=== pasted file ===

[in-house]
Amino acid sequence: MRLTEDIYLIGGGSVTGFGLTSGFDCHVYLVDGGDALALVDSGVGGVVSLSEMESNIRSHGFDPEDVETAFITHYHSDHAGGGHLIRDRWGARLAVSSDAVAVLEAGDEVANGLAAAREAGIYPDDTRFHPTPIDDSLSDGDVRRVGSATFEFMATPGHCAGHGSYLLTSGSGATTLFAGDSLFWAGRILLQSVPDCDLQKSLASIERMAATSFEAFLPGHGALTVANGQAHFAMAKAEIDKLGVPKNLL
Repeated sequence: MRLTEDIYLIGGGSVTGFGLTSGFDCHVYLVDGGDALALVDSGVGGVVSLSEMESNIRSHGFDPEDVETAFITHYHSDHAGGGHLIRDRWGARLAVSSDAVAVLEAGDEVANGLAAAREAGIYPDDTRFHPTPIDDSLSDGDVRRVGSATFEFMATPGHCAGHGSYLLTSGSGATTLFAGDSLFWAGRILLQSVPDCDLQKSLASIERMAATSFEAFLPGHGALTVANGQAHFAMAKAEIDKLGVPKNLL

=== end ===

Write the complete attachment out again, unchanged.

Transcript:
[in-house]
Amino acid sequence: MRLTEDIYLIGGGSVTGFGLTSGFDCHVYLVDGGDALALVDSGVGGVVSLSEMESNIRSHGFDPEDVETAFITHYHSDHAGGGHLIRDRWGARLAVSSDAVAVLEAGDEVANGLAAAREAGIYPDDTRFHPTPIDDSLSDGDVRRVGSATFEFMATPGHCAGHGSYLLTSGSGATTLFAGDSLFWAGRILLQSVPDCDLQKSLASIERMAATSFEAFLPGHGALTVANGQAHFAMAKAEIDKLGVPKNLL
Repeated sequence: MRLTEDIYLIGGGSVTGFGLTSGFDCHVYLVDGGDALALVDSGVGGVVSLSEMESNIRSHGFDPEDVETAFITHYHSDHAGGGHLIRDRWGARLAVSSDAVAVLEAGDEVANGLAAAREAGIYPDDTRFHPTPIDDSLSDGDVRRVGSATFEFMATPGHCAGHGSYLLTSGSGATTLFAGDSLFWAGRILLQSVPDCDLQKSLASIERMAATSFEAFLPGHGALTVANGQAHFAMAKAEIDKLGVPKNLL